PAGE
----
to lay aside certainty, and curl up
in the hollow of a great stone down by the river,
to hear the force of it rushing past.

Please can I have a God
with questions rather than answers,
who is not Rock or Fortress or Father,
but sashays, swerves, ripens, rages
at the rape of the earth.

Please can I have a God
whose voice is the sound of a girl, long silent from abuse,
now speaking her first word,
who is not sweetness or light, but the fierce utterance of
“no” in all the places where love has been extinguished.

Please can I have a God
the color of doubt, the shape of uncertainty,
who sees that within me dwells a multitude,
grief and joy, envy and generosity, rage and raucousness,
and anoints every last part.

Please can I have a God
who is not the flame, but the flickering,
not bread, but the chewing and swallowing,
not Lover and Beloved, but the making love,
not the dog, but the joyful exuberance when I come home.

— Christine Valters Paintner

Above is an excerpt of a poem that I recently found in my email inbox.  The poem is much longer but I have included the parts that have spoken most to me.  I have read the poem over and over trying to glean her meaning.  Some parts console me, like imagining God in the wound breaking open.  You, like me, have surely known the heartache of which she speaks.  I am never more fully present than in grief and I have met God there.

Some of her words, however, challenge me deeply.  I bristle at her urgings for a God who is not Rock or Fortress.  No, not me.  Rock or Fortress have worked just fine for me.   I have needed God to be strong, strong enough to hold me up and to bare the weight of all the burdens and hurts and catastrophes of the world.  But then I pause.  Have I needed God to be so strong, in fact, that I may have fossilized the Divine?  Perhaps in all this naming and fixing, I have created my own need to be named and fixed.  I have created my own need for certainty and absoluteness when in fact God may be more fluid.  I begin to see that in doing so I may have also erected a barrier through which God should be able to flow creatively in my life.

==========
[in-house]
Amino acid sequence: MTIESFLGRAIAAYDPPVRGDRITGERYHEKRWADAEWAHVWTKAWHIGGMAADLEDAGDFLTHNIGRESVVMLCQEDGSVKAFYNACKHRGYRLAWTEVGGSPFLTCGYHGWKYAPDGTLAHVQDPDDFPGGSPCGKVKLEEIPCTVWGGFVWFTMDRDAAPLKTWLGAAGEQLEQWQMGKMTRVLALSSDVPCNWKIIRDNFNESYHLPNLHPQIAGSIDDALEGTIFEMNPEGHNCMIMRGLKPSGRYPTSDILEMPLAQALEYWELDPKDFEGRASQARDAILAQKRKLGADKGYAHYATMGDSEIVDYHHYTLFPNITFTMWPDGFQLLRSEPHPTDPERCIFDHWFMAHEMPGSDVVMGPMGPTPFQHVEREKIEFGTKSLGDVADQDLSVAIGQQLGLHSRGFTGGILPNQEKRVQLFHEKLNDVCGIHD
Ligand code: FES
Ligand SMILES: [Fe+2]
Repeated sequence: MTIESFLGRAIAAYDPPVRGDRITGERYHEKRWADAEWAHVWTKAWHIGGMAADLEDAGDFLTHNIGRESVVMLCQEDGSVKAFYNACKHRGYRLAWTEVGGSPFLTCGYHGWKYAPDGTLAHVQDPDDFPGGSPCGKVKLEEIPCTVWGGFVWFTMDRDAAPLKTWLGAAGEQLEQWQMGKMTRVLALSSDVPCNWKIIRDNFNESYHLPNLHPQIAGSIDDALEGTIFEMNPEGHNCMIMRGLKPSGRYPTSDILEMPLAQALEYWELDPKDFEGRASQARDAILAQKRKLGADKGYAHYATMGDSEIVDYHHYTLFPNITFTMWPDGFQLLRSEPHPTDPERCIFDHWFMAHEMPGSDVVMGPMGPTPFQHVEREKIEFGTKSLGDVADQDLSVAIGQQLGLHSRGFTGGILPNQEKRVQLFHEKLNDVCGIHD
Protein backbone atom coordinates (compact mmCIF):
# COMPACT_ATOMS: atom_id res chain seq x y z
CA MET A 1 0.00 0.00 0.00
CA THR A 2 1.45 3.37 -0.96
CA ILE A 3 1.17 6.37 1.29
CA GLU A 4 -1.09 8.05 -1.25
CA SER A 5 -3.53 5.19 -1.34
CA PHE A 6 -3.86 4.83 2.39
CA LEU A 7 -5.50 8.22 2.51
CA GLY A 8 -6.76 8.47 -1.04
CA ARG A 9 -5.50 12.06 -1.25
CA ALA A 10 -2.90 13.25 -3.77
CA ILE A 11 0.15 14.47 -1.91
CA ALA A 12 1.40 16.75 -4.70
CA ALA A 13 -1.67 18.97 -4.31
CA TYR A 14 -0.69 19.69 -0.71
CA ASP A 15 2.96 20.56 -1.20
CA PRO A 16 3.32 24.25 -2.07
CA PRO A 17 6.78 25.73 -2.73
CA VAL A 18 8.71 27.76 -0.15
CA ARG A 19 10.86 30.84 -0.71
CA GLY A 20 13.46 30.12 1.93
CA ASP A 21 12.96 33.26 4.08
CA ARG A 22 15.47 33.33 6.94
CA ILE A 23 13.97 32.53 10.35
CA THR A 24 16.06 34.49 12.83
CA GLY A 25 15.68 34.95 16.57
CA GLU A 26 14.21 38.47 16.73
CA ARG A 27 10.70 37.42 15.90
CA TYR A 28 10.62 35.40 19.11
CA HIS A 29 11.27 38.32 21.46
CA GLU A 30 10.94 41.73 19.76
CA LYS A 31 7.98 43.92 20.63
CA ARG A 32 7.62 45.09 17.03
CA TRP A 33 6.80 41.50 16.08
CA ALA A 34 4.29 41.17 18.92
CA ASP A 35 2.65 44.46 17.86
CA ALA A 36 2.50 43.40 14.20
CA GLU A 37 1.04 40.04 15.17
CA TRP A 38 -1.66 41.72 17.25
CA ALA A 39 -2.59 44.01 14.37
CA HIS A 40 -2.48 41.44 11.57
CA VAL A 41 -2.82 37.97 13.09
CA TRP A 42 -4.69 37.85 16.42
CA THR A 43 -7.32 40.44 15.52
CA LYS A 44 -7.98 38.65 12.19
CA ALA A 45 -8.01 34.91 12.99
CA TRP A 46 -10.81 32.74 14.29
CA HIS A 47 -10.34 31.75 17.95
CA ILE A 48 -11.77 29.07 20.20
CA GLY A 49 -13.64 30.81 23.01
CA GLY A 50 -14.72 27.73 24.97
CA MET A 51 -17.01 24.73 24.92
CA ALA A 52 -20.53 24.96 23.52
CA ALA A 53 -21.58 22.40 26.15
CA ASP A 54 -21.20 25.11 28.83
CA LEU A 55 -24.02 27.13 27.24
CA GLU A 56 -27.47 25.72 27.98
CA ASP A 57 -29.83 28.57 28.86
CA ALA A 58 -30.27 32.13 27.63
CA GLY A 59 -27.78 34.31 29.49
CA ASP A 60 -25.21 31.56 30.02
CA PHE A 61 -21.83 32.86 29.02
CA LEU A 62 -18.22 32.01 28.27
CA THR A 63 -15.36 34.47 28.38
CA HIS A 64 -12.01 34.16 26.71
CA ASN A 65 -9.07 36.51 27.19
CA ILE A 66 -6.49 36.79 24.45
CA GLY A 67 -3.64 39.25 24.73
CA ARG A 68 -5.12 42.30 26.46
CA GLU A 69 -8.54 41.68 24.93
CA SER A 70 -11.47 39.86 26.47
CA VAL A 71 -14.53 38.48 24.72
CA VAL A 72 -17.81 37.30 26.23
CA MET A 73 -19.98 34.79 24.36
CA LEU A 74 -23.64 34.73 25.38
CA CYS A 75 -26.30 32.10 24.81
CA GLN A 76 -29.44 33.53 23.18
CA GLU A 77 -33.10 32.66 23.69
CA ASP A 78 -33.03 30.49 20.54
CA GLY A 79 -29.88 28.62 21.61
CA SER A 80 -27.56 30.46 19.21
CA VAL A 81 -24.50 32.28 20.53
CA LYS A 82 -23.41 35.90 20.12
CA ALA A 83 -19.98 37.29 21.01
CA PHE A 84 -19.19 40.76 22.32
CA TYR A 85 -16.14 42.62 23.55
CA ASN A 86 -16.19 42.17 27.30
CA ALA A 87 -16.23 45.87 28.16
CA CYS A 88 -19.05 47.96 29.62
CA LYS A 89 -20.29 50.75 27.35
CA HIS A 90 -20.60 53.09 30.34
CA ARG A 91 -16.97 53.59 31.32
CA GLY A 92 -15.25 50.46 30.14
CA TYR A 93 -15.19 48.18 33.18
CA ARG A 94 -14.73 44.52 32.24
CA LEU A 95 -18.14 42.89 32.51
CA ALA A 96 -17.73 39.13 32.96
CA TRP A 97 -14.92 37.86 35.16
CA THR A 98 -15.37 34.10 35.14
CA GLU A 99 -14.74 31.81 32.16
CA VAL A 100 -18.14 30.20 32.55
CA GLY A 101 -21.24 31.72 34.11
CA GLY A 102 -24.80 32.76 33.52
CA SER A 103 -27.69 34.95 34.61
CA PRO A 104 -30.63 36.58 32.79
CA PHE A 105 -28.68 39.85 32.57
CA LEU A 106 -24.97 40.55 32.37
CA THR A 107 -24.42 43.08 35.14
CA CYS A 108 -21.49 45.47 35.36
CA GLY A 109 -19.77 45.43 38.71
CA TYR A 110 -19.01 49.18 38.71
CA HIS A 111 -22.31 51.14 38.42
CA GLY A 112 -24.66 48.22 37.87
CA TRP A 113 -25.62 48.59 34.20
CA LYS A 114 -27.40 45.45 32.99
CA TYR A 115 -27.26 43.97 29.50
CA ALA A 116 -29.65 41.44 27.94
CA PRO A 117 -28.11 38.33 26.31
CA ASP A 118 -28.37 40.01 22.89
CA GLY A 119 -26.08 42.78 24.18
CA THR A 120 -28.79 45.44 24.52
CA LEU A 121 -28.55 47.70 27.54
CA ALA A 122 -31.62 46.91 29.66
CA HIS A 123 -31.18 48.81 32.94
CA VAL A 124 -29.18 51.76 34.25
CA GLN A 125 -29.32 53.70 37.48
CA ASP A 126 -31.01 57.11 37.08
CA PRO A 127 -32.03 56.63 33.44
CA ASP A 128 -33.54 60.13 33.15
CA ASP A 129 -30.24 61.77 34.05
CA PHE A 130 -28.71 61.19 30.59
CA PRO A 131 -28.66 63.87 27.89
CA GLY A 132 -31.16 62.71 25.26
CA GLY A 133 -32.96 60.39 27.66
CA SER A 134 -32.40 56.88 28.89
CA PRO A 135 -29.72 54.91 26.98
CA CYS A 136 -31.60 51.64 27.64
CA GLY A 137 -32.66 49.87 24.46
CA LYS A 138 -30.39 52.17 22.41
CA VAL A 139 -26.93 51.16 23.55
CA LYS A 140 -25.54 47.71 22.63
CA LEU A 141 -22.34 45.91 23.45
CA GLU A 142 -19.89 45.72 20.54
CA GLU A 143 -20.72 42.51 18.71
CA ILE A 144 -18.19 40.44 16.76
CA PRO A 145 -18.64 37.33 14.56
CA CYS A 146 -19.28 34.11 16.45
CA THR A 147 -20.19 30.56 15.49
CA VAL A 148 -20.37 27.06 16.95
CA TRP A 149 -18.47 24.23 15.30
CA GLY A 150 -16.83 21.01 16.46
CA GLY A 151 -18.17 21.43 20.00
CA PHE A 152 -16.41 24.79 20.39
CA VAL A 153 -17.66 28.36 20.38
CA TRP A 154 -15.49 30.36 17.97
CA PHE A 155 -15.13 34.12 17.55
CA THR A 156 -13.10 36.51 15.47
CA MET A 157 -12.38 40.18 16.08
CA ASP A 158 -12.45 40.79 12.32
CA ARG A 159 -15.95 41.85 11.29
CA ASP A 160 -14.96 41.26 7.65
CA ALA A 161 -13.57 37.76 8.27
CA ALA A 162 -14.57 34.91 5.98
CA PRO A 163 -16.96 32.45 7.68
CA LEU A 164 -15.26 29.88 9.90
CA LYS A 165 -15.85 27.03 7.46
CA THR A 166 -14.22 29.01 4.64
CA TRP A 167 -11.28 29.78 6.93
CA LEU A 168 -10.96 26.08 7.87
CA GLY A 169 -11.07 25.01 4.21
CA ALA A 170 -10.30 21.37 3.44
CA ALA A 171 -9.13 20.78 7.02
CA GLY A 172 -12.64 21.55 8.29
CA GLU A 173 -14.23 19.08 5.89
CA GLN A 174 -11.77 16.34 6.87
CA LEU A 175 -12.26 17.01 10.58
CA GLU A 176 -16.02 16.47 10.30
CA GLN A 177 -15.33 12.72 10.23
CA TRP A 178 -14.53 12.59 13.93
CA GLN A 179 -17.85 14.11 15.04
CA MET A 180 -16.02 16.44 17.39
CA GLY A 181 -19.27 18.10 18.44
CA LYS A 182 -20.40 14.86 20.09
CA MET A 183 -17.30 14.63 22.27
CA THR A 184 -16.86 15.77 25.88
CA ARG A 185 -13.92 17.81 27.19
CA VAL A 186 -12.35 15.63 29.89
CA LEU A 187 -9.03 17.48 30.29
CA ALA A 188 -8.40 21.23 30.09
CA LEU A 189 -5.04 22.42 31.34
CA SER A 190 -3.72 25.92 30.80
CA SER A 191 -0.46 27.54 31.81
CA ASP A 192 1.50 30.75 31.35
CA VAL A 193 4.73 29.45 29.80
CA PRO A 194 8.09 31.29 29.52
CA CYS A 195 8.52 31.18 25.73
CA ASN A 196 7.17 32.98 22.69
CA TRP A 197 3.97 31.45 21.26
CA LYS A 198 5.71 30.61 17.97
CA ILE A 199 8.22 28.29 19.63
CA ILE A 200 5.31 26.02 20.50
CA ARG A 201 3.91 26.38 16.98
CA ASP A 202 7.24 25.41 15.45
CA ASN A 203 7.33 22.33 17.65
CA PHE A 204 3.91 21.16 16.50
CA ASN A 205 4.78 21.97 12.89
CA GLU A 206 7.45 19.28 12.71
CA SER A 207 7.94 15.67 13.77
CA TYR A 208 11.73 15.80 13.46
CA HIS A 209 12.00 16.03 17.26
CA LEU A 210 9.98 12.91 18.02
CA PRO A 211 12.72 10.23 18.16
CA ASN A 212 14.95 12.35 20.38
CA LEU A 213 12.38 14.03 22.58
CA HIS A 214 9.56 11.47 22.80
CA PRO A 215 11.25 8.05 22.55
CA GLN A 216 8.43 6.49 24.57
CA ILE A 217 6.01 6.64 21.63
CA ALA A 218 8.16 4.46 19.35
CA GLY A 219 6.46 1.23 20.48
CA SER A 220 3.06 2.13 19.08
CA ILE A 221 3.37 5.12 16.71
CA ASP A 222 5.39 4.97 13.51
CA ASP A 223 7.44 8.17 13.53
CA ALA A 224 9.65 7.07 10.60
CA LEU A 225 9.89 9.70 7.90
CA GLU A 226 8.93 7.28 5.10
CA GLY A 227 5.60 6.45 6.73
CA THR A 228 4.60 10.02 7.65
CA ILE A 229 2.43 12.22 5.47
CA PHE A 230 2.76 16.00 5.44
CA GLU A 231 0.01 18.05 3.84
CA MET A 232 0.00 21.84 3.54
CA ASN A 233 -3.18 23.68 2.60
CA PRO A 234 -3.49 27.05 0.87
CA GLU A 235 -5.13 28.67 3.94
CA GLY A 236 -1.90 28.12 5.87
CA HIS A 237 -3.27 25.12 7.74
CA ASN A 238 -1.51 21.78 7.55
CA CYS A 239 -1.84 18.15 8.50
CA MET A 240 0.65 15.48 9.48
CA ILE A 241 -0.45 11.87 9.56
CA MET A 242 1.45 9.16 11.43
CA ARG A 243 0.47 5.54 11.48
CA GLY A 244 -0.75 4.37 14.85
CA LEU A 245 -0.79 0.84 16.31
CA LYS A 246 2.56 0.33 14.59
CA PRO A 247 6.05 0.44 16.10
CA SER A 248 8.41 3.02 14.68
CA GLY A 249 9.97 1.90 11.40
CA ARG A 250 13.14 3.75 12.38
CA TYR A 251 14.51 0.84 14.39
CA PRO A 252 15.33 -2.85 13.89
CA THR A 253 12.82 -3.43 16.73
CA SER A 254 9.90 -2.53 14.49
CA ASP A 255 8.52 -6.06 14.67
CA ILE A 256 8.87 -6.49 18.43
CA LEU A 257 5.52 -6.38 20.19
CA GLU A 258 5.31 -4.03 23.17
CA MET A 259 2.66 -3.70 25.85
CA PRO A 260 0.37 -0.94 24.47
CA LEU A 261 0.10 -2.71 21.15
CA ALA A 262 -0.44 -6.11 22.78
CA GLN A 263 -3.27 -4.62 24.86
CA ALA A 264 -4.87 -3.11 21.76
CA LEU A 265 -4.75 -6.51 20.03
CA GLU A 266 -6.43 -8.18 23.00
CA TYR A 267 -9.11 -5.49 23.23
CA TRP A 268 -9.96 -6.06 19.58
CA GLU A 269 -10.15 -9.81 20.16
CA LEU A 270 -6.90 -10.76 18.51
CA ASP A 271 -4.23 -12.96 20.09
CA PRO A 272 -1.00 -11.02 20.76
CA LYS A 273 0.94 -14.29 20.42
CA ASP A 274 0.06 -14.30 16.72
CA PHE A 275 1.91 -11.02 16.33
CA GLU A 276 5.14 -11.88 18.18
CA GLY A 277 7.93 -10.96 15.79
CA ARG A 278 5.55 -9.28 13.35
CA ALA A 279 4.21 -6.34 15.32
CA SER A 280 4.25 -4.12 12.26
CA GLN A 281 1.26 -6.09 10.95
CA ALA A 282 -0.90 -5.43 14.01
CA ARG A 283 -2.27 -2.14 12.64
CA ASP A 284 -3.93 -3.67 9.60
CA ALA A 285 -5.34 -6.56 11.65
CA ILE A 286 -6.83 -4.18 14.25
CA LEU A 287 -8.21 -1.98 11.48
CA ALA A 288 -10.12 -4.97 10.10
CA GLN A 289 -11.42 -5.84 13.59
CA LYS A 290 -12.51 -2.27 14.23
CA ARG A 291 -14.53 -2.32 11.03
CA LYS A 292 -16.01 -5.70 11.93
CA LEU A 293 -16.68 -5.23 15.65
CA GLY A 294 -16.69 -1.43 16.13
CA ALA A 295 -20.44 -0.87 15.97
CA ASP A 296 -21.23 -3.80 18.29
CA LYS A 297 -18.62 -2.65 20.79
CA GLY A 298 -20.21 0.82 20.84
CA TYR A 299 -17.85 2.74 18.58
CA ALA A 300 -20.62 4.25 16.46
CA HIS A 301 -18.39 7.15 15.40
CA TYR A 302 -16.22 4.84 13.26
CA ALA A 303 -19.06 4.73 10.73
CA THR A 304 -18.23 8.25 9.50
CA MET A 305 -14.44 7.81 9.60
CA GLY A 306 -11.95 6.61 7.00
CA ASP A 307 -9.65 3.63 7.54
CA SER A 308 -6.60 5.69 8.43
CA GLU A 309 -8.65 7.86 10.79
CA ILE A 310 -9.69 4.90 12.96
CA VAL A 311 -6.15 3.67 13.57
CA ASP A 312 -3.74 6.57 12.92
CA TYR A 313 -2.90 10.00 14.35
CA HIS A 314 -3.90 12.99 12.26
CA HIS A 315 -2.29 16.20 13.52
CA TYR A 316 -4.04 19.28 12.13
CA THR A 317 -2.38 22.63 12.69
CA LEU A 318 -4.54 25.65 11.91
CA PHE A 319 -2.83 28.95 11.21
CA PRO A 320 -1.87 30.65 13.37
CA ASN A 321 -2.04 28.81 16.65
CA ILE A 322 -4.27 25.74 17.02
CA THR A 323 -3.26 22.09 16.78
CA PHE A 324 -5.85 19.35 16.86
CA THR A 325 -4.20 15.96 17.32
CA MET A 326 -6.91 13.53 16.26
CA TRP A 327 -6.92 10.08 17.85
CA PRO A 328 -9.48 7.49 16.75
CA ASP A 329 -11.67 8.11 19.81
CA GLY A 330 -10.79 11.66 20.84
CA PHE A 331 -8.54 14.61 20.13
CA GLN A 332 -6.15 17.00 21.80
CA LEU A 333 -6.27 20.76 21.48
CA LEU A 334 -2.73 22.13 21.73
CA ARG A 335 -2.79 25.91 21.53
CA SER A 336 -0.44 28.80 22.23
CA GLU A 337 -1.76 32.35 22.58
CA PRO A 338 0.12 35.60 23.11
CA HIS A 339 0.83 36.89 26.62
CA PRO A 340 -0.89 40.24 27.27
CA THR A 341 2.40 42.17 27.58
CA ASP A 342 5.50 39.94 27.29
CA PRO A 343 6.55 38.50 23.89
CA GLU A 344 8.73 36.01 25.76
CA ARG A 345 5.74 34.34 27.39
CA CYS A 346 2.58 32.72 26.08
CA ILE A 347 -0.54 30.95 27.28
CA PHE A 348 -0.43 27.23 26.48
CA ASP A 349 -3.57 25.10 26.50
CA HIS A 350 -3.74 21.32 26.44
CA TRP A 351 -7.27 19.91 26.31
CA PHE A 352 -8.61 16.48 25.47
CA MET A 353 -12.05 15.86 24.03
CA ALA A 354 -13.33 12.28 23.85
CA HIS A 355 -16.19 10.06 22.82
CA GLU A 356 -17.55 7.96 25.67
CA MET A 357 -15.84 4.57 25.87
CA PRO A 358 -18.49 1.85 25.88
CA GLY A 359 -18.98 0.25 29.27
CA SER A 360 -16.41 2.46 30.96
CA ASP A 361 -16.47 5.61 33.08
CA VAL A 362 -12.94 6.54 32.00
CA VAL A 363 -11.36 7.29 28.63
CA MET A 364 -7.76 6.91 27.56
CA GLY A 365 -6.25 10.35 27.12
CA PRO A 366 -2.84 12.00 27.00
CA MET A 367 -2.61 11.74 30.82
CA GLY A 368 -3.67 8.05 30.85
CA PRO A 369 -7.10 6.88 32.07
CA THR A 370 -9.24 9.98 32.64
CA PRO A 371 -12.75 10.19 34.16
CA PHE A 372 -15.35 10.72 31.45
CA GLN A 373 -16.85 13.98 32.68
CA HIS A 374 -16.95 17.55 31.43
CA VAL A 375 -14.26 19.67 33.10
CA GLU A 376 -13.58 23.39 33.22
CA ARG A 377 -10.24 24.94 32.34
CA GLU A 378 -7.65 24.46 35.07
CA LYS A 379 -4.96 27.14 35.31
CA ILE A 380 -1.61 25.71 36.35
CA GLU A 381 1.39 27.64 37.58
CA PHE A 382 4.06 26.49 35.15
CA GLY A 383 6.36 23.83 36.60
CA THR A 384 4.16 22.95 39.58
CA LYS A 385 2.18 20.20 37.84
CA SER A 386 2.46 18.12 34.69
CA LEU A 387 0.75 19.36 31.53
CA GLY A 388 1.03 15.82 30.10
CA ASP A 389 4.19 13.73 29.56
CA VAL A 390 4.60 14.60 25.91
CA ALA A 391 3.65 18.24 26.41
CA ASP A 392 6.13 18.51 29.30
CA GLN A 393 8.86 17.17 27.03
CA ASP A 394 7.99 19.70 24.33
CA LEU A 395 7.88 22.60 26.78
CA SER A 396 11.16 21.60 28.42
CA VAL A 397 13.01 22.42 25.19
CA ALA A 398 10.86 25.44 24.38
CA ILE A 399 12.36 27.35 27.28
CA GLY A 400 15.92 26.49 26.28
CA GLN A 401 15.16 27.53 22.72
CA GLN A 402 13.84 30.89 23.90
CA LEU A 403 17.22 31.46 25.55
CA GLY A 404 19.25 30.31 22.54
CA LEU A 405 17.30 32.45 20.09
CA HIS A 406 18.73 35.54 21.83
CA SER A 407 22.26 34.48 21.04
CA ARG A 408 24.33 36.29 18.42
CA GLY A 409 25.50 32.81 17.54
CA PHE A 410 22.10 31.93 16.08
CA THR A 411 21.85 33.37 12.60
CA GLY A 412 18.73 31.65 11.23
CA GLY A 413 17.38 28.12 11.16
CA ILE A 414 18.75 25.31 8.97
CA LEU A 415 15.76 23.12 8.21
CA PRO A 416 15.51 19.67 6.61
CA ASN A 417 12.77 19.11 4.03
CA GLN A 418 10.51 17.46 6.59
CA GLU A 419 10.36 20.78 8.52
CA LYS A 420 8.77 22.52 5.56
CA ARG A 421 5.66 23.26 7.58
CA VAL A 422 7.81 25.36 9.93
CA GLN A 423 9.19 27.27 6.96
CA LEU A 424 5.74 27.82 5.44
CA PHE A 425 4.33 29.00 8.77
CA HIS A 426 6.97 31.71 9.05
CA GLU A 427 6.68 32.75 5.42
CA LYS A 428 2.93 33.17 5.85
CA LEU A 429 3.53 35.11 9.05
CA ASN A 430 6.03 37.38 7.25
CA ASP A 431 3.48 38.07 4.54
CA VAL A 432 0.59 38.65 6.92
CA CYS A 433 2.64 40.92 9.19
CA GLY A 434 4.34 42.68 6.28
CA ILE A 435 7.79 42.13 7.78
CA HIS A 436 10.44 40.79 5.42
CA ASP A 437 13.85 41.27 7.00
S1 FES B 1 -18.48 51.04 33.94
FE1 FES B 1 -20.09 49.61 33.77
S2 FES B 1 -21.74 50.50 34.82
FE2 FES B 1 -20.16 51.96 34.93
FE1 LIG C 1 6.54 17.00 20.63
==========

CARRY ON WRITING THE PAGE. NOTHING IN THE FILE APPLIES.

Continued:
I remember in the Jewish Scriptures that when God revealed God-self to Moses on the top of that mountain a bazillion years ago, God said God’s name was  “I Am who I am.”  Some scripture scholars have explained that the name was more fluid than static, the longer version being:  I am who is and who is becoming…and even further, I am becoming.

So the poetess advocates upending my catechism a little.  She invites me to long for a God who is more verb than noun…the flickering, the chewing and swallowing, the loving.

What if I were like God, more verb than noun?  What if God were the holding and I joined that holding up of the burdens and the hurts and the catastrophes?  What if we flowed together not being concerned with the destination just the flowing?  What if I entered into the Mystery so fully that no noun could define me?  What if surrendering to God, the verb, draws me into a creative, liminal space where God is most free to act in my life and together we become?